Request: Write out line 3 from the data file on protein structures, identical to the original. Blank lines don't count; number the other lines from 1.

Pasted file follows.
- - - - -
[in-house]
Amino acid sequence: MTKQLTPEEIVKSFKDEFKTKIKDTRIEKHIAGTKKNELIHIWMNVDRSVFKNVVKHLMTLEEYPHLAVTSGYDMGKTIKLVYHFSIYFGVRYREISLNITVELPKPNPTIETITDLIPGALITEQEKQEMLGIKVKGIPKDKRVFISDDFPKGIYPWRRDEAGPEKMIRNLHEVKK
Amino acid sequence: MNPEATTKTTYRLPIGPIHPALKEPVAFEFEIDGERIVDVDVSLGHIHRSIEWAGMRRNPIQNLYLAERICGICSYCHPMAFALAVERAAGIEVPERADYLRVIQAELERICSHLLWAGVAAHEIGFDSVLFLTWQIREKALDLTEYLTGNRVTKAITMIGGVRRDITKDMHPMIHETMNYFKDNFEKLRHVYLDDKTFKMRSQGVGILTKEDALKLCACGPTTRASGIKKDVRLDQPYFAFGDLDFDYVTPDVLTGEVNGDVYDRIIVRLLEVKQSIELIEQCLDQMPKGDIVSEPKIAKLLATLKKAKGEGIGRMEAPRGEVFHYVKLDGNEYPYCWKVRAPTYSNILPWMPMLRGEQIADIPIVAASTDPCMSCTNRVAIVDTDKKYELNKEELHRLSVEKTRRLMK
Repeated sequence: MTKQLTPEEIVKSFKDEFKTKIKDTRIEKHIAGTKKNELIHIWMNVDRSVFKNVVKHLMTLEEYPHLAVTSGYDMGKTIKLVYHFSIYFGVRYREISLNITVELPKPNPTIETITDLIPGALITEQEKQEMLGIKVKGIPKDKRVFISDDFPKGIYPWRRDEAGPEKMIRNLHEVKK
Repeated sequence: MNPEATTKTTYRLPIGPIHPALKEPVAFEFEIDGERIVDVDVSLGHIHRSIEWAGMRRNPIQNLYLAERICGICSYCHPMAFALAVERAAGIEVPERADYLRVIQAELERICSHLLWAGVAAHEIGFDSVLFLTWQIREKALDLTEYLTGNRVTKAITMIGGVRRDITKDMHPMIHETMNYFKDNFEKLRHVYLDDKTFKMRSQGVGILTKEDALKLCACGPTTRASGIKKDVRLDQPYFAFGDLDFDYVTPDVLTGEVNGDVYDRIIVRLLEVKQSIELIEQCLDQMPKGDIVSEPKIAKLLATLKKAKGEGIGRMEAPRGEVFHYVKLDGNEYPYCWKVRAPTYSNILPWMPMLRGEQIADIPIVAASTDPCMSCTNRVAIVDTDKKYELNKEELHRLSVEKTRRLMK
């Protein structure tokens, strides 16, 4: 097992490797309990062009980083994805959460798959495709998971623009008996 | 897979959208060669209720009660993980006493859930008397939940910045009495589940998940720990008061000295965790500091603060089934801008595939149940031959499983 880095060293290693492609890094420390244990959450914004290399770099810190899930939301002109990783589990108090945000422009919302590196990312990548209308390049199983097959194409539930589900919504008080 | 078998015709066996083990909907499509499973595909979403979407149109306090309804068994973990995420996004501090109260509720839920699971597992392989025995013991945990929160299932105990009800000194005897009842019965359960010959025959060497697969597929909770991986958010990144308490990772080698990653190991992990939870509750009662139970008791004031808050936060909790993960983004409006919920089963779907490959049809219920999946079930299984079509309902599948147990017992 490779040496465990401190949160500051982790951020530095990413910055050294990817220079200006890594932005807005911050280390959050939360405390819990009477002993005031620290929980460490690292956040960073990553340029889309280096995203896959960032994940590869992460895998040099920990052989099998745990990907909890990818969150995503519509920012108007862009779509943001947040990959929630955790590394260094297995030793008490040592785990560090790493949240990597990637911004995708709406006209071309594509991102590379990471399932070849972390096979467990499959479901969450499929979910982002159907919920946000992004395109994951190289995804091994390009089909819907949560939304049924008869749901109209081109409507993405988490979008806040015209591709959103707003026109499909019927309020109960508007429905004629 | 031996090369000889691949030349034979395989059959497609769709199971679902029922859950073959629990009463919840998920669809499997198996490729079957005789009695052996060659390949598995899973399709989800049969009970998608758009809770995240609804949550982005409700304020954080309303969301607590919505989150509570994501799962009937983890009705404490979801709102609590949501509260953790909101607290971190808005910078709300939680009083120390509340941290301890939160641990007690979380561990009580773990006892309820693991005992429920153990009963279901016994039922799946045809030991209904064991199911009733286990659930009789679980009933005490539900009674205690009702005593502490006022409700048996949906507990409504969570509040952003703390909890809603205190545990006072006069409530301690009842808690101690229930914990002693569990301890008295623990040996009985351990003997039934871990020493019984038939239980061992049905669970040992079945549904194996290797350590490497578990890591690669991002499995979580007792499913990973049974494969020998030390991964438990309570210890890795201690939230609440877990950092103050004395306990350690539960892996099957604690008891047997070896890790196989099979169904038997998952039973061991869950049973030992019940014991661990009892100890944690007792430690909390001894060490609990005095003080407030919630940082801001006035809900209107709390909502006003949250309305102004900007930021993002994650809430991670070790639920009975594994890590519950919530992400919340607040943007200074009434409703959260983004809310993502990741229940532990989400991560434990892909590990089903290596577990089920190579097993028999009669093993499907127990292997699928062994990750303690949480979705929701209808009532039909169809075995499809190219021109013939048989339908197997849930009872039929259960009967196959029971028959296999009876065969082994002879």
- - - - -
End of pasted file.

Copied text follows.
Amino acid sequence: MNPEATTKTTYRLPIGPIHPALKEPVAFEFEIDGERIVDVDVSLGHIHRSIEWAGMRRNPIQNLYLAERICGICSYCHPMAFALAVERAAGIEVPERADYLRVIQAELERICSHLLWAGVAAHEIGFDSVLFLTWQIREKALDLTEYLTGNRVTKAITMIGGVRRDITKDMHPMIHETMNYFKDNFEKLRHVYLDDKTFKMRSQGVGILTKEDALKLCACGPTTRASGIKKDVRLDQPYFAFGDLDFDYVTPDVLTGEVNGDVYDRIIVRLLEVKQSIELIEQCLDQMPKGDIVSEPKIAKLLATLKKAKGEGIGRMEAPRGEVFHYVKLDGNEYPYCWKVRAPTYSNILPWMPMLRGEQIADIPIVAASTDPCMSCTNRVAIVDTDKKYELNKEELHRLSVEKTRRLMK